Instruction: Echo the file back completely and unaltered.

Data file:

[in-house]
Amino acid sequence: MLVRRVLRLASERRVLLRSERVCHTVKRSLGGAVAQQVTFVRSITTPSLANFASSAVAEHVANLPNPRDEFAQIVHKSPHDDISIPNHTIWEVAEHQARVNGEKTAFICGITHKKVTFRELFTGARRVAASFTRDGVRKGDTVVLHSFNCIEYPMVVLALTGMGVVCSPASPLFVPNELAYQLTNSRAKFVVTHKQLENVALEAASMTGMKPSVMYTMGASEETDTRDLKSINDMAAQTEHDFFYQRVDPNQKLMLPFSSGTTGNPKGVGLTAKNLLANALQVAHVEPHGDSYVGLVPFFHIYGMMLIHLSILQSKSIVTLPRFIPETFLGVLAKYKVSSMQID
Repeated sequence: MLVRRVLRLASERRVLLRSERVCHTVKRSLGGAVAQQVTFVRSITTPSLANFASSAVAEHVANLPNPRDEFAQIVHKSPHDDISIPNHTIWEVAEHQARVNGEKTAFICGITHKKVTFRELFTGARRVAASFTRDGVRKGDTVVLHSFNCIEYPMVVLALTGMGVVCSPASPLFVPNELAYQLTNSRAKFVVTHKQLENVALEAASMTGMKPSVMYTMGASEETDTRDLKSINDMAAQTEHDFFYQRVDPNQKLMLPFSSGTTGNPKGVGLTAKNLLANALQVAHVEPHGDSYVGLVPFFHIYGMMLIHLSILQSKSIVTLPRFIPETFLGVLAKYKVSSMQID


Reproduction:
[in-house]
Amino acid sequence: MLVRRVLRLASERRVLLRSERVCHTVKRSLGGAVAQQVTFVRSITTPSLANFASSAVAEHVANLPNPRDEFAQIVHKSPHDDISIPNHTIWEVAEHQARVNGEKTAFICGITHKKVTFRELFTGARRVAASFTRDGVRKGDTVVLHSFNCIEYPMVVLALTGMGVVCSPASPLFVPNELAYQLTNSRAKFVVTHKQLENVALEAASMTGMKPSVMYTMGASEETDTRDLKSINDMAAQTEHDFFYQRVDPNQKLMLPFSSGTTGNPKGVGLTAKNLLANALQVAHVEPHGDSYVGLVPFFHIYGMMLIHLSILQSKSIVTLPRFIPETFLGVLAKYKVSSMQID
Repeated sequence: MLVRRVLRLASERRVLLRSERVCHTVKRSLGGAVAQQVTFVRSITTPSLANFASSAVAEHVANLPNPRDEFAQIVHKSPHDDISIPNHTIWEVAEHQARVNGEKTAFICGITHKKVTFRELFTGARRVAASFTRDGVRKGDTVVLHSFNCIEYPMVVLALTGMGVVCSPASPLFVPNELAYQLTNSRAKFVVTHKQLENVALEAASMTGMKPSVMYTMGASEETDTRDLKSINDMAAQTEHDFFYQRVDPNQKLMLPFSSGTTGNPKGVGLTAKNLLANALQVAHVEPHGDSYVGLVPFFHIYGMMLIHLSILQSKSIVTLPRFIPETFLGVLAKYKVSSMQID